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Three Key Metrics New Investors Need to Understand

How do you decide which real estate investments to pursue? Hmmm...perhaps its if the curb appeal is appealing? No...maybe if the finishes make you want to start? Or do you just use your gut feelings about that gut renovation? You're smarter than that and if you're planning to step up to the big leagues there are a few key metrics and performance indicators you should be using. Namely, COCR (cash on cash return), IRR (internal rate of return) and Equity multiple.

What Is Cash On Cash Return?

COCR(Cash on Cash Return) is a short and sweet metric for investors seeking passive cash flow. It is simply the net profit or cash returned on an investment divided by the initial capital or cash invested. It is the percentage of net profit you make on the amount you initially invested. If you invest $100 and make $50 each year, that's 50/100 = 50% COCR. In just two years you can make back all the money you invested! Sounds great doesn't it? If this was an indefinite investment - maybe, but most investments have a finite lifespan. What if at the end of those two years you exited the investment with only the $100 you made but did not get back the $100 you initially put in. You broke even....better than losing money. That's not so bad right? Well, we all know inflation makes a dollar today worth more than a dollar tomorrow. And at a minimum most investors want to beat inflation. This is where COCR falls short and IRR becomes relevant.

What Is IRR (Internal Rate of Return)?

IRR (Internal Rate of Return) is a complex formula that not only factors in your return on capital but also your return of capital. Getting more of your initial investment returned earlier results in a higher IRR. In other words, this metric is time sensitive and affected by how long it takes for the entirety of your initial investment to be returned. The sooner you have your initial investment returned the higher the IRR and the sooner you can reinvest that capital for additional gains.

*Rinse and repeat*

The IRR also considers the amount of return on capital. If there is a large return on capital this can offset a late return of capital, also supporting a higher IRR. Large returns can also offset negative years. IRR gives you a quick snapshot of the investment, summarizing what happens on average each year when all years are considered. To absolutely simplify this, a higher IRR means you can expect an early return of capital or a large return on capital. So how do you know which one is having more influence on your IRR? Are you making a lot of money on the investment or will you just be getting your money back quickly? And which one is more important to you? Well if you don't have the projected annual cash outflows the equity multiple may suffice.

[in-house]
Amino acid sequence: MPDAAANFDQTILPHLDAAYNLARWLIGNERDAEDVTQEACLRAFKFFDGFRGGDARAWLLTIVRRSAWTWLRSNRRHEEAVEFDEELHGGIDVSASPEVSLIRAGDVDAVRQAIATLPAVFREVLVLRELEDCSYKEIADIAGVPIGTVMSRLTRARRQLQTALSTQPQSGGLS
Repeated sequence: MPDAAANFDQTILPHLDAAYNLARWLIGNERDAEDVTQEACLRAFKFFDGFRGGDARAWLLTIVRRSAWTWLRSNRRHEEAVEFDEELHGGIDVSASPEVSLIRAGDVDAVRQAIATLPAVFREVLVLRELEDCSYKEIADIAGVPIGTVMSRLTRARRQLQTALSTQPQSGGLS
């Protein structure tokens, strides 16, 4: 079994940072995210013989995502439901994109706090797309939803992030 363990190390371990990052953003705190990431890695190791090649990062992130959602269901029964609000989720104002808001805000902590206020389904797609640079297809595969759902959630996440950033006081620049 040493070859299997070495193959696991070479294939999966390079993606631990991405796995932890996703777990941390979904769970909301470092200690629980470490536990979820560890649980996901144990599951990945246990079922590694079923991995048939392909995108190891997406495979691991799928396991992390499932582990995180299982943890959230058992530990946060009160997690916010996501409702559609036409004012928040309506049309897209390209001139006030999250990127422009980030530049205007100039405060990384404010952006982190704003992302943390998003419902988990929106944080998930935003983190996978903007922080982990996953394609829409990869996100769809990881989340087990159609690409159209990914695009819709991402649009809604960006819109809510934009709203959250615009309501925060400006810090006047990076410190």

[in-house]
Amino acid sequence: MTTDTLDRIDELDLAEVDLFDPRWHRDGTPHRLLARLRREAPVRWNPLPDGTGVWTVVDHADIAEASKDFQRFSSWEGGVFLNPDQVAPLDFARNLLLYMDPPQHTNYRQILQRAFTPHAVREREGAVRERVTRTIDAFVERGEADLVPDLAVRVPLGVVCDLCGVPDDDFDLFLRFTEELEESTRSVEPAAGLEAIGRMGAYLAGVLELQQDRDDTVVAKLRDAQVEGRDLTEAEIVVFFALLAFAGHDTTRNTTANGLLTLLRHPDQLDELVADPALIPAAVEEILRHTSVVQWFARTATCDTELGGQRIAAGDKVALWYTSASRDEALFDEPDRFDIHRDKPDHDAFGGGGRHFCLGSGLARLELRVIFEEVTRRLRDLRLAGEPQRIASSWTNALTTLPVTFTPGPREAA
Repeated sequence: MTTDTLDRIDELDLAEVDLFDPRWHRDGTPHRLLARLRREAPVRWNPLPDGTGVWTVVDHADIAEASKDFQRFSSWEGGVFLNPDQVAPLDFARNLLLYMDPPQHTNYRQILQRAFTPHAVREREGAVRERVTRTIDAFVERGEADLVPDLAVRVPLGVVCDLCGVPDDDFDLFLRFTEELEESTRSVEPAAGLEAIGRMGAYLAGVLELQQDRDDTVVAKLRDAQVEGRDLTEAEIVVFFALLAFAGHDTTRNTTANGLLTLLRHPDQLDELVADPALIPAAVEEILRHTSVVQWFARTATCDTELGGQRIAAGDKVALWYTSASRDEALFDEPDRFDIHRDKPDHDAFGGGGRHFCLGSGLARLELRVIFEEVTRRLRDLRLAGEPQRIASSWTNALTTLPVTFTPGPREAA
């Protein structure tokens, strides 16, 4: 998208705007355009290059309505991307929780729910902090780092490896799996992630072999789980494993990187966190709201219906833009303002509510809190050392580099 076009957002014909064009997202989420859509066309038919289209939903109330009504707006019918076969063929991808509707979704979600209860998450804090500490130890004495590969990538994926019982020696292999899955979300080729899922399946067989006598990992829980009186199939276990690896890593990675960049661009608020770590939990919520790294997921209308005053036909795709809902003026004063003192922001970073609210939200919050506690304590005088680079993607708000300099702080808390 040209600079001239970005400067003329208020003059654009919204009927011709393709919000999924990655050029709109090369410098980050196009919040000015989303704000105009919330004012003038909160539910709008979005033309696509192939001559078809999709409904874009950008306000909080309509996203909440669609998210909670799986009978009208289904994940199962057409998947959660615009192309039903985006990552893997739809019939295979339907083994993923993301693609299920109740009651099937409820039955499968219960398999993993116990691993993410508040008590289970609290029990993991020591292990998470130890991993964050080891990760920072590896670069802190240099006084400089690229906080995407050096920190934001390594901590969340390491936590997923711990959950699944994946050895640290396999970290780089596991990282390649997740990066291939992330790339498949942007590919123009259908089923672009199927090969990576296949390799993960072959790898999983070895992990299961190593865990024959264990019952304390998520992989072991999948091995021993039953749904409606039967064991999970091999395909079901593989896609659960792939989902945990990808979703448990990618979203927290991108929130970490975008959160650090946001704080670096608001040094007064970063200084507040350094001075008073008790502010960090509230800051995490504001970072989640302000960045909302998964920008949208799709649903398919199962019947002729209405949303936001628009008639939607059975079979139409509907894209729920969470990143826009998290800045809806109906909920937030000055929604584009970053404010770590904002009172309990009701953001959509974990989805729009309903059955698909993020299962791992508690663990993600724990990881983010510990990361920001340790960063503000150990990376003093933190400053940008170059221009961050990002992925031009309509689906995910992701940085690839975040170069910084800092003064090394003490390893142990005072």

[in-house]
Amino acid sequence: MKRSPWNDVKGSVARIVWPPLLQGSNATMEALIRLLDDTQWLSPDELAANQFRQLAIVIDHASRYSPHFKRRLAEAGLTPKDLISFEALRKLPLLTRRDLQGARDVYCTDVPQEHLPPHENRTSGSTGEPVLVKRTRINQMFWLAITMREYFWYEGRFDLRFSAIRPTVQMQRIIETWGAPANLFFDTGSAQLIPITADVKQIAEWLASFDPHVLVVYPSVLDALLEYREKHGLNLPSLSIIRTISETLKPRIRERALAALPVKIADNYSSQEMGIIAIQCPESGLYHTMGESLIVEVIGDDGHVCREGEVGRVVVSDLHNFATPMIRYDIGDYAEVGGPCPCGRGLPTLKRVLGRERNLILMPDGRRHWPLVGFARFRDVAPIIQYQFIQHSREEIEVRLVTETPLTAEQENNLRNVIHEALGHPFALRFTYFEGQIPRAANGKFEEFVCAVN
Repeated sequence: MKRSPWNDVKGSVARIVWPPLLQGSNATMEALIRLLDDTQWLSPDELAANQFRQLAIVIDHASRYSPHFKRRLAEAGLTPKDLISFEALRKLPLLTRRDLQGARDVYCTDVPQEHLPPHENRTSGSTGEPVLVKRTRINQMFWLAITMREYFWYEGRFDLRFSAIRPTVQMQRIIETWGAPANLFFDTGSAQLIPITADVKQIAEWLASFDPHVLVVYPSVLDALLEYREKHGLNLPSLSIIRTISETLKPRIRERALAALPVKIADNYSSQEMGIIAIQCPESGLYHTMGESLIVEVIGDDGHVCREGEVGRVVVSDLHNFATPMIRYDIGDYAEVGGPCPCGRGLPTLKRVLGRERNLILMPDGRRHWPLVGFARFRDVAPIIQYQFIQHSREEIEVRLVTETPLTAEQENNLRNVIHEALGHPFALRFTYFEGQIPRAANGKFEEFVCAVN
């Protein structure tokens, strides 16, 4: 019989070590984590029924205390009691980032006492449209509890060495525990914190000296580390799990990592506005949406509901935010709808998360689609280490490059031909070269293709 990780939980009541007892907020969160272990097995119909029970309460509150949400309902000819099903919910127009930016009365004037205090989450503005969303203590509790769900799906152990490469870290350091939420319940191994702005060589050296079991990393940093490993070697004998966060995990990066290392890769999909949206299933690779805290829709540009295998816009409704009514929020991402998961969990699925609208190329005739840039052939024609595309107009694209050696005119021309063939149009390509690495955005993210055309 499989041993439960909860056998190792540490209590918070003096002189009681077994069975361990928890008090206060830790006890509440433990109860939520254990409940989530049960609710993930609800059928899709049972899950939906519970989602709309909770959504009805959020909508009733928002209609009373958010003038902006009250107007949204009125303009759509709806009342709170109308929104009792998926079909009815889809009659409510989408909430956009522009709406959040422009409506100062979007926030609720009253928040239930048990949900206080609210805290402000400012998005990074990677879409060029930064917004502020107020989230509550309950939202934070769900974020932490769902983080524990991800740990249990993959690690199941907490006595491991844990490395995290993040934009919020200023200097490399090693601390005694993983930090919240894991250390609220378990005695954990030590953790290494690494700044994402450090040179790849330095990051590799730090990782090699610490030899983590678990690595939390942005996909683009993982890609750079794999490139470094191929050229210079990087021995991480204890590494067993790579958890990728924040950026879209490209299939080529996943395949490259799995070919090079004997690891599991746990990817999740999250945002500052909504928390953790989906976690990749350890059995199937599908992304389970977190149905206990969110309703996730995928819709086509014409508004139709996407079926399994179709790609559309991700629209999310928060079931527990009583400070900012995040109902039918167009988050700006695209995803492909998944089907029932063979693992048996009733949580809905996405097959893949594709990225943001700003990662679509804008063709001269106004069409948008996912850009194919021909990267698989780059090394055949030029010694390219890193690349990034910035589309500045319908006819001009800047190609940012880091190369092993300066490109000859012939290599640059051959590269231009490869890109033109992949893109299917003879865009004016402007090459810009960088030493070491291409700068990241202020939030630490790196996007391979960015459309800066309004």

What Is An Equity Multiple?

The Equity Multiple tells you how many multiples of your initial investment you will receive during the lifespan of the investment. This includes the total return of capital plus the total return on capital divided by the initial invested amount. If you invest $100, and make $300 and the initial $100 is then returned, you now have $400. $400/$100 gives you an equity multiple of 4. You have just multiplied your initial equity/ investment by 4. Good work, you've just made some real money! Feel free to pat yourself on the back! Together these three key metrics give you a good idea of how an investment is expected to perform and how much money you can actually expect to make. Be wary, higher returns typically carry higher risk. Deciding what opportunities to invest in can be difficult as a new investor. It would be great to just look at the numbers but there is so much more to consider.

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